In July 1936, the Fascist Generals Franco and Mola revolted against the centre-left Spanish Republican government which had been first elected in 1931, instituting sweeping reforms throughout feudal Spain. They were elected earlier in 1936, having formed a loose coalition of liberals, leftist and anarchists called the Popular Front. The intention of the fascists, supported by virtually the entire Spanish right wing, was to overthrow the government and replace it with a right wing, and highly authoritarian, Catholic dictatorship which would overturn the secular democratic reforms of the Republic. Democracy had never been fully accepted by Spanish conservatives and now they were prepared to destroy it through force and bloodshed. This sort of event is not mere history but in fact resonates through the years to the present; we can see parallels in the US-backed military and paramilitary attacks on democratic governments in Chile, Nicaragua and elsewhere throughout the world.

The Nationalists, or supporters of Franco’s coup, did not win easily, and the civil war extended over almost three years. The Fascists got support from four main sources: Spanish conservatives, the catholic Church, the German, Italian and Portuguese fascist governments and big business interests in Britain, France, the US and elsewhere.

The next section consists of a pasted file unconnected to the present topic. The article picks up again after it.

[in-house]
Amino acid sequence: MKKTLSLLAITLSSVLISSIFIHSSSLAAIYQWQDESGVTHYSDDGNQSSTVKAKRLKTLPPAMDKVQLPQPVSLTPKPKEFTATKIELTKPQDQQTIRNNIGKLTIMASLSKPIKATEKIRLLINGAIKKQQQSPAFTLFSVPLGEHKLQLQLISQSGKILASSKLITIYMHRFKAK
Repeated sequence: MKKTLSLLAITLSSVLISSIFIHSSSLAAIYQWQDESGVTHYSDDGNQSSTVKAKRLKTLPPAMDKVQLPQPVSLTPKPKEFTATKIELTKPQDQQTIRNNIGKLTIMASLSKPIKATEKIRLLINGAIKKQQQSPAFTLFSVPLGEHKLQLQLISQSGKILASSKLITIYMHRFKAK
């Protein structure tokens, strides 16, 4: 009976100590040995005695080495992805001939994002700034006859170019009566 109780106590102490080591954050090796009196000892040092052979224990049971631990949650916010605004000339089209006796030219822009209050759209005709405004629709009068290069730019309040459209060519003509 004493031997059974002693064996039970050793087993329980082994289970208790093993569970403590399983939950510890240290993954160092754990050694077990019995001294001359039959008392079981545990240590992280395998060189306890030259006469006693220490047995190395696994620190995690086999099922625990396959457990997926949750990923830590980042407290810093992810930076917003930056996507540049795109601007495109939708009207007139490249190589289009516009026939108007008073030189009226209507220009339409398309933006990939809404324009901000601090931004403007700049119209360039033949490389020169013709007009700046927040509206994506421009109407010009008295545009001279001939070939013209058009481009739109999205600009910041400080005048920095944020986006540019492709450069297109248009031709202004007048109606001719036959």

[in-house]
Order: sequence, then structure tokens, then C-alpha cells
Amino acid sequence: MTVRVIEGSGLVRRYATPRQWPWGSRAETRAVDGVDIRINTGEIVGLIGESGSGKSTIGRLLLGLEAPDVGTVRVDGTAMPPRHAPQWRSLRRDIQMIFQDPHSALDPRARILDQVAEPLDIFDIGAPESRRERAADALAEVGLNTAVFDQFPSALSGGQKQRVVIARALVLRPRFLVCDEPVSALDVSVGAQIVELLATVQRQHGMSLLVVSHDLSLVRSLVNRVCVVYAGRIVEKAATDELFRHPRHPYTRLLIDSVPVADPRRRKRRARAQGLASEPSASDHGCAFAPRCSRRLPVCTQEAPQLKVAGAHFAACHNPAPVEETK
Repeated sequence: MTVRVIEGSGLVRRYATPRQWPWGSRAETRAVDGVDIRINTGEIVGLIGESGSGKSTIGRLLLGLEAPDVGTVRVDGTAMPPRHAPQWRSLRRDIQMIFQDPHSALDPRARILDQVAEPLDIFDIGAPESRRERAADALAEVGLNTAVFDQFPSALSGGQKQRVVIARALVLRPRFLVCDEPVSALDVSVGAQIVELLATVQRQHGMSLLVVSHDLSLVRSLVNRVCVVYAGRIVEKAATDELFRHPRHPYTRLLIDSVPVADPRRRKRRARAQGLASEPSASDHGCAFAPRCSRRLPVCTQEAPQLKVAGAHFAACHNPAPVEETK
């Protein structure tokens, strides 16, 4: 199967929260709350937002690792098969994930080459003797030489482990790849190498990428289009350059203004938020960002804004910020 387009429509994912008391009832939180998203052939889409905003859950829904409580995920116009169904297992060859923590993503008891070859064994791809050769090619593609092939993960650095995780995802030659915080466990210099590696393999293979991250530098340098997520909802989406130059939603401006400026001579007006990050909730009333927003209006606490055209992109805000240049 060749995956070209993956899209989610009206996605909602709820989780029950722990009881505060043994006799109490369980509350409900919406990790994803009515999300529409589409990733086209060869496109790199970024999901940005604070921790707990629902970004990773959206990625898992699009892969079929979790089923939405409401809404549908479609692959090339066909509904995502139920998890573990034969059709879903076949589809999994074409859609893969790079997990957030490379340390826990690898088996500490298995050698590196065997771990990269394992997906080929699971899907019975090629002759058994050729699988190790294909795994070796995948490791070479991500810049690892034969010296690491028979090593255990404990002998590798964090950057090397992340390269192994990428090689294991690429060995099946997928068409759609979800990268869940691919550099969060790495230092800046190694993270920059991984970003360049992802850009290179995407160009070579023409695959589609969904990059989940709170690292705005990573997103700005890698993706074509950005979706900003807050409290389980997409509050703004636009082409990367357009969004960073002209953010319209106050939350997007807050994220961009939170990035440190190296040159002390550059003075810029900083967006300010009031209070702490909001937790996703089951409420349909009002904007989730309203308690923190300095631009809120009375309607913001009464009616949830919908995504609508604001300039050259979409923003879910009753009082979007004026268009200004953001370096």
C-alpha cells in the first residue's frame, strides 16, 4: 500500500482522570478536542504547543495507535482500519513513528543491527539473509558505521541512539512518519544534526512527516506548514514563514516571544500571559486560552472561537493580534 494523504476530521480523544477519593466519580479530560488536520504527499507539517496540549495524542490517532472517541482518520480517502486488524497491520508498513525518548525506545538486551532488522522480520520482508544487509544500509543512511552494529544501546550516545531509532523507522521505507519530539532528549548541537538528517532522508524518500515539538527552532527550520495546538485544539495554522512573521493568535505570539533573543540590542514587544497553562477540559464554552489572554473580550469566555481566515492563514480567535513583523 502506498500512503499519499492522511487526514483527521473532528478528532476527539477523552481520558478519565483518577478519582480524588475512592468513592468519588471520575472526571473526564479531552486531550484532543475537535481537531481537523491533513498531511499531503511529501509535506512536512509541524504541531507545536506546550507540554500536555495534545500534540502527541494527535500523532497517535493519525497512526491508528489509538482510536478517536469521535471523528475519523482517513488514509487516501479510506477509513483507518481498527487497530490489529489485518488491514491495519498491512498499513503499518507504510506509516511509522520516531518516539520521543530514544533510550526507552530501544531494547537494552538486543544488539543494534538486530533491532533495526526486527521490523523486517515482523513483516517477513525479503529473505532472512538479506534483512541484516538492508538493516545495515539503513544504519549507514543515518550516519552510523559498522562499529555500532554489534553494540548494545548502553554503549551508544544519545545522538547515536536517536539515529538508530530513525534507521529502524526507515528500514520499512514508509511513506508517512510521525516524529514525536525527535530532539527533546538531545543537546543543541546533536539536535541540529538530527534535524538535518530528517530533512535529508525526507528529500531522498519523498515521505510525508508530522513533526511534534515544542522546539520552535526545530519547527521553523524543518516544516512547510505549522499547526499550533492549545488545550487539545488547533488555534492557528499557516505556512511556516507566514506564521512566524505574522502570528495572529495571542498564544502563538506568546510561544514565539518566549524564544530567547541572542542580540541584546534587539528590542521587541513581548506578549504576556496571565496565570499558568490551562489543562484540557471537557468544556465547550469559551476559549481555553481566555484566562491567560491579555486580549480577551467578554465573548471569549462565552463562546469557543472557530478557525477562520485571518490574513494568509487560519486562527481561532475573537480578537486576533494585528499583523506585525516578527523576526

In addition, the formally "neutral" policies of the British, French and American capitalist governments were in practice to the advantage of the Fascists.  Paul Preston tells us: "The pro-Nazi president of Texaco oil company, Thorkild Rieber, for instance, risked six million dollars by supplying the fascist Nationalists with a substantial proportion of their oil needs on credit. He was penalized with a small fine." Today, of course, oil corporations continue to be at the heart of western imperialism and western business backing for dictatorships (such as Shell’s support for Nigerian bloodshed). Other aid to the Fascists came from such companies as Standard Oil of New Jersey; Ford; Studebaker; and General Motors. The Fascists spent at least $10 million on US oil alone. (Ford Motors, of course, was run by Henry Ford, the widely respected capitalist who was also a Nazi sympathizer and admirer of Hitler).